Getting the Lowe-Down: Interview with Oilers GM Kevin Lowe, Part 2

By Guy Flaming

The NHL Collective Bargaining Agreement expires this summer and the work stoppage that might happen is expected to be a long one. The Edmonton Oilers are one of the teams in the league who have been eagerly waiting for the day when the league and the NHLPA would ratify a new CBA, hopefully one that works.

Regardless of the impending crisis, the job of the GM is to constantly improve his team whether it is through the drafting of prospects, the trading or signing of players or assembling a coaching staff to shape and teach the roster. It’s an ongoing process and a never-ending job that can also be an unthankful one when times are bad.

Hockey’s Future had the extreme privilege and pleasure of talking to Kevin Lowe about many of the areas he has had to steer his team through and what the Oilers might like to see happen in the new CBA negotiations.

HF: At what point during your playing career did you begin thinking that you would make a good coach?
KL: Probably after I had been in the league 8 or 10 years and you start to think about what you’re going to do after. I always said I would stay in the game in some capacity if it wasn’t coaching or managing it would be in, God forbid the media end of things! (laughs) I’m glad it’s worked out this way!

HF: Can you see players on your club who would make good coaches?
KL: Yeah, the guys who really live and die the game and are coachable. I don’t want to point out any one guy but there are certainly guys you can look at just because of the way they’ve been able to accept the coaching.

HF: When you first found out that Slats was leaving, was being GM an opportunity that you jumped at right away?
KL: Not right away, no. I spoke with Cal Nichols and a couple of the other people on the negotiating committee for Glen’s replacement and they came to me and I was honored. It was all really new, just the concept to me, and I said I needed some time to think about it and the more I did the more it became evident that if I was going to be around, I wanted to by and large run things from the hockey side.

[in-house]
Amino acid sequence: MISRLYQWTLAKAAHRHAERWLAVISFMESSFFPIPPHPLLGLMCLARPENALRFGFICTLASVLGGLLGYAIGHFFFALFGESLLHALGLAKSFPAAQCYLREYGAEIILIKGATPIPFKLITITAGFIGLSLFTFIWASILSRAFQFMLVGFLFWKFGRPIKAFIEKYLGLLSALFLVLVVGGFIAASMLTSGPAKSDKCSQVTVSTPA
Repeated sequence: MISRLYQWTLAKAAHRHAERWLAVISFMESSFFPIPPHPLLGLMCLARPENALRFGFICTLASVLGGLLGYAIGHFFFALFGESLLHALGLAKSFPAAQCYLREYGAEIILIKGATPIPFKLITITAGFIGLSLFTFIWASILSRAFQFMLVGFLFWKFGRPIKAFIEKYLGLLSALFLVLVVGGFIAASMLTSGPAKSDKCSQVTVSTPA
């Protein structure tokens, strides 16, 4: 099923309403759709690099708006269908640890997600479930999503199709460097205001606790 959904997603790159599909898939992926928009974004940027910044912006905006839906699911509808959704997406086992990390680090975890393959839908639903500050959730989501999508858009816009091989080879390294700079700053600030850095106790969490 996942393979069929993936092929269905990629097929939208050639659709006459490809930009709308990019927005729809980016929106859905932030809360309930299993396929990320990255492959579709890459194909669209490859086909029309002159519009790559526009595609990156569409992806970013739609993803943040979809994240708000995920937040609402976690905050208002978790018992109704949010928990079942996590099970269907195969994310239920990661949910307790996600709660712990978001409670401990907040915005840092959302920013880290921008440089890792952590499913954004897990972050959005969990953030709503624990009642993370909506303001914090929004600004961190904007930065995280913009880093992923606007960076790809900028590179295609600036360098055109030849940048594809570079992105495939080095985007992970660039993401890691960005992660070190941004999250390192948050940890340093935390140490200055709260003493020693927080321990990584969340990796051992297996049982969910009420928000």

HF: At this point do you think a work stoppage affecting next season can realistically be avoided?
KL: It’s really hard to say one way or the other. I know that Gary Bettman, his objectives and goals are what ours are, so that’s a good thing. I’m always an optimistic person but having said that we’re being prepared for what could be a work stoppage.

HF: From an Oiler standpoint, what changes really need to be made to the CBA?
KL: We’ve operated adequately here. The ownership has basically been ‘dollar in, dollar out’, and I don’t know who goes into business to do that but that’s collectively our ownership group’s gift to the city. We had our 33rd sellout of the season and there’s a lot of interest in hockey here right now. I’m just over the moon about the team taking a real run at this thing because fans love hockey here. But having said that, I think if the optics don’t change of competitive balance, especially where at the recent trade deadline where teams are adding eight, nine and even ten million dollar players, at some point fans are going to say enough. I’m kind of speaking two languages here to you as I’ve said and I believe that you don’t need the most expensive payroll to win but on an ongoing basis if you can never have an opportunity to bring in a Brian Leetch or someone like that, at some point the fans are going to say this is like Groundhog Day you know? I think competitive balance is most important for long-term viability here in Edmonton.